Mozilla, in Mountain View, Calif., said the decision would allow hundreds of millions of Firefox users to control who watches their web browsing habits and destinations, The Washington Post reported Wednesday.
The announcement comes amid intense opposition from advertising groups, who maintain tracking is the only way to provide targeted, lucrative ads that in turn fund many popular Internet services.
Mozilla officials said they are building sophisticated tools to limit the placement of "cookies" in users' browsers, small pieces of code that can track a user's Internet travels over extended periods of time.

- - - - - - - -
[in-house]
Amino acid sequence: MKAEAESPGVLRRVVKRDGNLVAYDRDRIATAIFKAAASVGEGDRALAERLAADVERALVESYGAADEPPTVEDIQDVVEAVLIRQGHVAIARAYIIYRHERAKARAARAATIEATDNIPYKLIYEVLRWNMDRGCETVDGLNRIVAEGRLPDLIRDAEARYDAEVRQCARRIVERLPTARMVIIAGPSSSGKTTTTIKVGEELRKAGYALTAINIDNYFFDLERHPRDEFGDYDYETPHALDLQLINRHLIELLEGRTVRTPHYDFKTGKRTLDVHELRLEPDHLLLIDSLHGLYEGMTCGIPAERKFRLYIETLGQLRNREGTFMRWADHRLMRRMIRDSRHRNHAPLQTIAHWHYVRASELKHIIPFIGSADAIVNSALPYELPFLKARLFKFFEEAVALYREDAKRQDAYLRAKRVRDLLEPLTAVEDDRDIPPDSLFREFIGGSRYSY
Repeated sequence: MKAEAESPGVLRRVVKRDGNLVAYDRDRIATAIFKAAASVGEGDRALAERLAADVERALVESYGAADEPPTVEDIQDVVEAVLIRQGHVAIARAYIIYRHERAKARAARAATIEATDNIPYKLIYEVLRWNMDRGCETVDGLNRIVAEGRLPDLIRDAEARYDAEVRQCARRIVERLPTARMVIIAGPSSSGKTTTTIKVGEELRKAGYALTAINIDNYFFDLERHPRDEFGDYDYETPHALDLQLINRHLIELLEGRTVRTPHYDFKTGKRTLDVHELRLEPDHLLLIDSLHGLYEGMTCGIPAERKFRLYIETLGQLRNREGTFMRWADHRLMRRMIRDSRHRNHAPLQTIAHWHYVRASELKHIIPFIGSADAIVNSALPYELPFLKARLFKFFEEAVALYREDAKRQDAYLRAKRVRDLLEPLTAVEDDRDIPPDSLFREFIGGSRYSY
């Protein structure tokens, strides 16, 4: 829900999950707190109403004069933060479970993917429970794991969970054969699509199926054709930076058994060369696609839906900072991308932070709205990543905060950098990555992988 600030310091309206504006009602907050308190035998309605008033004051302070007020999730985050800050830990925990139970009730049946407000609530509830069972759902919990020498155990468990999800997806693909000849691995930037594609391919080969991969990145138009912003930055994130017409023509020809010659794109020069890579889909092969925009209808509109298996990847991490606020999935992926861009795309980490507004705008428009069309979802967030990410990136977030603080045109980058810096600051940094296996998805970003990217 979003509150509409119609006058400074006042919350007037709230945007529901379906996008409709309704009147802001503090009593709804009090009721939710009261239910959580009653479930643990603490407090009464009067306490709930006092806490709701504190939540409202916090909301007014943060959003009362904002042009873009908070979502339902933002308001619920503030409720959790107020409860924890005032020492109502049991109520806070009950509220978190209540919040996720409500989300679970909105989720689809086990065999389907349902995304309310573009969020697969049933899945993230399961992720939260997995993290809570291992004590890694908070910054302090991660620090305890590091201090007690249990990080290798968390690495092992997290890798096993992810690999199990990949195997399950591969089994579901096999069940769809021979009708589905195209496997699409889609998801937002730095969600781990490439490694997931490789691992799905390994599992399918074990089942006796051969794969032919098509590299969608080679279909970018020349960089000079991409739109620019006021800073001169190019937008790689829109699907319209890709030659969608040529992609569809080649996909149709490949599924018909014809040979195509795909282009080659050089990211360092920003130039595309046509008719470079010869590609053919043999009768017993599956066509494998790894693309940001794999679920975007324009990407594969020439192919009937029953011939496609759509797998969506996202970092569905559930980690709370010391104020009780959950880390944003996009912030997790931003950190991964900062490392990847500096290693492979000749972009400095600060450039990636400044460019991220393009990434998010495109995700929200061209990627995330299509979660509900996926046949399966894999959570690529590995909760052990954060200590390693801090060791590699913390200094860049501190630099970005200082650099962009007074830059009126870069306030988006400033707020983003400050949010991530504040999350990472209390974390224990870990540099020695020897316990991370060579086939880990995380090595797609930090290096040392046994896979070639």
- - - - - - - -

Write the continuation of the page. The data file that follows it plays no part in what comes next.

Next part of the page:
"We're trying to change the dynamic so that trackers behave better," Brendan Eich, chief technology officer for Mozilla, told the Post.
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